Owen wanted to drive, obviously.  And, since we know a song about what the driver on the bus says, he thought he’d throw that out there too.  So my lily white little boy marched up to the front of that bus of African-American students learning all about Rosa Parks and loudly said “I’m the driver of the bus and you all need to move on back (move on back, move on back.  The driver of the bus says move on back, all through the town!)  I’m pretty sure I heard crickets chirp in the silence that followed, but that doesn’t seem likely as it was February and we were in a museum.

Instead of explaining about the song and the driving and the fact that my son was three and, despite it being black history month, he wasn’t exactly savvy enough to purposefully make a racial blunder as profound as what had just occurred…instead, I scooped him up and ran away in horror.  Because I’m a good role model like that.



The Rug

My husband has advised me that this “is boring”.  I like stories, especially old stories.  But, just in case you don’t, I recommend you scroll down to another post.  Or leave a comment telling him he’s wrong (pick #2! pick #2!).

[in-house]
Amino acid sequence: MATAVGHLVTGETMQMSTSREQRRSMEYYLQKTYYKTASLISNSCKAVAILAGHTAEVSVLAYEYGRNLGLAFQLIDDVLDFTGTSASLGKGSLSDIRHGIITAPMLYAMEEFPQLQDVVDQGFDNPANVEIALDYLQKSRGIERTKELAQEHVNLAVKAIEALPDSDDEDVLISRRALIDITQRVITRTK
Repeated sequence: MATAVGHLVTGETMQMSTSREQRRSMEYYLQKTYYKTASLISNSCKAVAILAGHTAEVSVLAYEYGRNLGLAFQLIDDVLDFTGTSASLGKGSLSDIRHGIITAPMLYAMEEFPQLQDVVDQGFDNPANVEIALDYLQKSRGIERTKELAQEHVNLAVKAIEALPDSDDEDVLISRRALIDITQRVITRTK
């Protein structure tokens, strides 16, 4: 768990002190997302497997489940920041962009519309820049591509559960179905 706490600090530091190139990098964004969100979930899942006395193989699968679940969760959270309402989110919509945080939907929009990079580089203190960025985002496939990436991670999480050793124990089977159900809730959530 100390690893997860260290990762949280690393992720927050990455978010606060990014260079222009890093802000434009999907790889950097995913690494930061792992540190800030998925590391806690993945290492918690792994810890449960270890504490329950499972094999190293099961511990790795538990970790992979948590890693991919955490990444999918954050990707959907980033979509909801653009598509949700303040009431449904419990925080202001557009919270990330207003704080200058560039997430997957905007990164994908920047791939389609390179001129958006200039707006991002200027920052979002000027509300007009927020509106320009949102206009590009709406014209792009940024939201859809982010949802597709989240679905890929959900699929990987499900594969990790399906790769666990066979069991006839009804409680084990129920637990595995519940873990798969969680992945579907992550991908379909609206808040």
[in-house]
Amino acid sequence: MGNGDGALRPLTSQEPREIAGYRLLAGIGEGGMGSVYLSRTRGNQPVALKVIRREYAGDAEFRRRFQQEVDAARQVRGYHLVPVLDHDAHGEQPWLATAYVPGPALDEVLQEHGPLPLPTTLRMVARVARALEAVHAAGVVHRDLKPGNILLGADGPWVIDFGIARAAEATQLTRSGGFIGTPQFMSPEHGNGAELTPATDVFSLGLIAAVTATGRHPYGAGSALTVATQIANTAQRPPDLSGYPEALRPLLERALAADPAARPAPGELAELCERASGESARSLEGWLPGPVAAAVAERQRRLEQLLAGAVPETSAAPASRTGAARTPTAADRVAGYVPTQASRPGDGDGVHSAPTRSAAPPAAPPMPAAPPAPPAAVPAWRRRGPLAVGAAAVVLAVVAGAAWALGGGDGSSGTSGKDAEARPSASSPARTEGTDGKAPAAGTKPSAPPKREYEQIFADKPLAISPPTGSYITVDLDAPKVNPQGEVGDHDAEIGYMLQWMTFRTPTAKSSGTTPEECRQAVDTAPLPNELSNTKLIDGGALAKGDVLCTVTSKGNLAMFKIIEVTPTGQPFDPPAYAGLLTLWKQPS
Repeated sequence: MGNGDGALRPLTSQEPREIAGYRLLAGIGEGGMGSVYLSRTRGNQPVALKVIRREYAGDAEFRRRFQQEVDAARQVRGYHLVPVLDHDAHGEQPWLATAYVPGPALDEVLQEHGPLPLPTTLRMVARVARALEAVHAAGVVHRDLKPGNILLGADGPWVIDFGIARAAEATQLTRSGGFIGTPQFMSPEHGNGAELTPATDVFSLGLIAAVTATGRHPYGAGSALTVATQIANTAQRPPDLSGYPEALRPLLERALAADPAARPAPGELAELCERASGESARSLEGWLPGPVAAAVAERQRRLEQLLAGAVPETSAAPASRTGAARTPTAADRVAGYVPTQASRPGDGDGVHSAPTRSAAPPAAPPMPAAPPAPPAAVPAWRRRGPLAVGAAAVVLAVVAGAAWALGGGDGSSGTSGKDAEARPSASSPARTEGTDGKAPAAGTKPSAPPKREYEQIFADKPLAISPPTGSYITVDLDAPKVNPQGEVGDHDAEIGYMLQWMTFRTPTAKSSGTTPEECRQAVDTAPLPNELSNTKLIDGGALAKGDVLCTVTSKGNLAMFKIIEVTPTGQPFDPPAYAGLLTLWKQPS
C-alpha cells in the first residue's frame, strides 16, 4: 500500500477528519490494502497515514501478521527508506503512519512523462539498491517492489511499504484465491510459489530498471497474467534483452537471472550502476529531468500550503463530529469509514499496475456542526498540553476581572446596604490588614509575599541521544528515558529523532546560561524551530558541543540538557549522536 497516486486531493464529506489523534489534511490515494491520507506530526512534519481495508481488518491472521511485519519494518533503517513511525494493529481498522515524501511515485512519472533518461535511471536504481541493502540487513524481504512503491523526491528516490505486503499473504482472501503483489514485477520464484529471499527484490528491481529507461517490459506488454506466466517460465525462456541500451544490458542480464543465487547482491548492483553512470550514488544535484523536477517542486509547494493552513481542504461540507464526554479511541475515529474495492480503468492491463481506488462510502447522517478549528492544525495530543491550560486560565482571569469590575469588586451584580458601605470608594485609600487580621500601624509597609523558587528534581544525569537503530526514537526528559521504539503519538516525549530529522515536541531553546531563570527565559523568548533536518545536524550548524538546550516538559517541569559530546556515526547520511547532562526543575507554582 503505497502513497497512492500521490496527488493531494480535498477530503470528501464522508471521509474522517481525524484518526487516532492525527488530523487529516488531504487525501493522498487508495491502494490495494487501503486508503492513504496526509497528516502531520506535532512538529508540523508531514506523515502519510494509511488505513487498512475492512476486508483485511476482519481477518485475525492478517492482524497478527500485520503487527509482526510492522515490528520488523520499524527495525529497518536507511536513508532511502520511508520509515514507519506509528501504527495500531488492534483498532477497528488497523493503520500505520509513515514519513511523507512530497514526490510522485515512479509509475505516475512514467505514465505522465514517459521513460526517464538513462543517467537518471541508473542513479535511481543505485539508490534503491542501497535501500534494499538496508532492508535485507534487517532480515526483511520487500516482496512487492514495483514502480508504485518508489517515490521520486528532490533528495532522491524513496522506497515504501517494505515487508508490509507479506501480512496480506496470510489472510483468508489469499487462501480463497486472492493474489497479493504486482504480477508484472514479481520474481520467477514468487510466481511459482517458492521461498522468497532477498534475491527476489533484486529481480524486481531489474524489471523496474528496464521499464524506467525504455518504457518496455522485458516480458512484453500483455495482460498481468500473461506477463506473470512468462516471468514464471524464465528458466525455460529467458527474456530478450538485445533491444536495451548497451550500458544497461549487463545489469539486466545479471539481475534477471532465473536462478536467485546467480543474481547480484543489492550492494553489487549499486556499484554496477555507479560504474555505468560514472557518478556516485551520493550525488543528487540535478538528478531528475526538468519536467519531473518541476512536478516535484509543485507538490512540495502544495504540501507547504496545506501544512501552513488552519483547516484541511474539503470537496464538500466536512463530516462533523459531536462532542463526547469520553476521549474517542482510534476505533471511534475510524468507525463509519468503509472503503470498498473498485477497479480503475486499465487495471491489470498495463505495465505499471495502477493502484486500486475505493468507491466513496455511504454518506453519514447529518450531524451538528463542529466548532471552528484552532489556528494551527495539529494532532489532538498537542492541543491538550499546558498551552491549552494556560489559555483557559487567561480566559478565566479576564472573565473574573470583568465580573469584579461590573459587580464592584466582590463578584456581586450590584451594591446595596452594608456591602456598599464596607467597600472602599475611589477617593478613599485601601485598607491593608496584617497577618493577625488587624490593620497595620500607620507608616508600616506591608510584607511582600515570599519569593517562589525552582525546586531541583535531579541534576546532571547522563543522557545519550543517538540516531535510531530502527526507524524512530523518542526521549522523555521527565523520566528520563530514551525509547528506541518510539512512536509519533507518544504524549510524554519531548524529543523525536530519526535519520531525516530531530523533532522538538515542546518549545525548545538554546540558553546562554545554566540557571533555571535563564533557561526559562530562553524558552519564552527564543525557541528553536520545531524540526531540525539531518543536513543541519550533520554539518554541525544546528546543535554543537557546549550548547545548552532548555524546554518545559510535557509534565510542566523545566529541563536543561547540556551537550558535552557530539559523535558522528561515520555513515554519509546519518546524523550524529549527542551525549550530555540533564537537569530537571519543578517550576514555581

Esther Lewis was something of an Addison County institution.  She came to Vermont back in the teens, as a child, with her parents.  They had been living in New York City but her mother, a Vermont native, longed for home.  They packed up their tiny apartment and took the train from New York, changing in Rutland to the Addison branch.

The population of Addison County didn’t really warrant a rail line of it’s own.  Instead the Rutland line was built as a link between New England and points West.  The Central Vermont Railway had already linked the Massachusetts line to Canada and the Rutland Railway would not stand by as they were boxed in.  So the Rutland built a link, over difficult terrain and at quite an extravagant cost, to run a train through a sparsely populated area whose residents could hardly afford a ticket.

After arriving at the East Shoreham station, the family piled in to grandfather’s wagon for a trip back to the farm.  It was springtime and the mud, thanks to the enormously high clay content, would ball around the wagon wheels until they arrived home nearly 3 times their original size.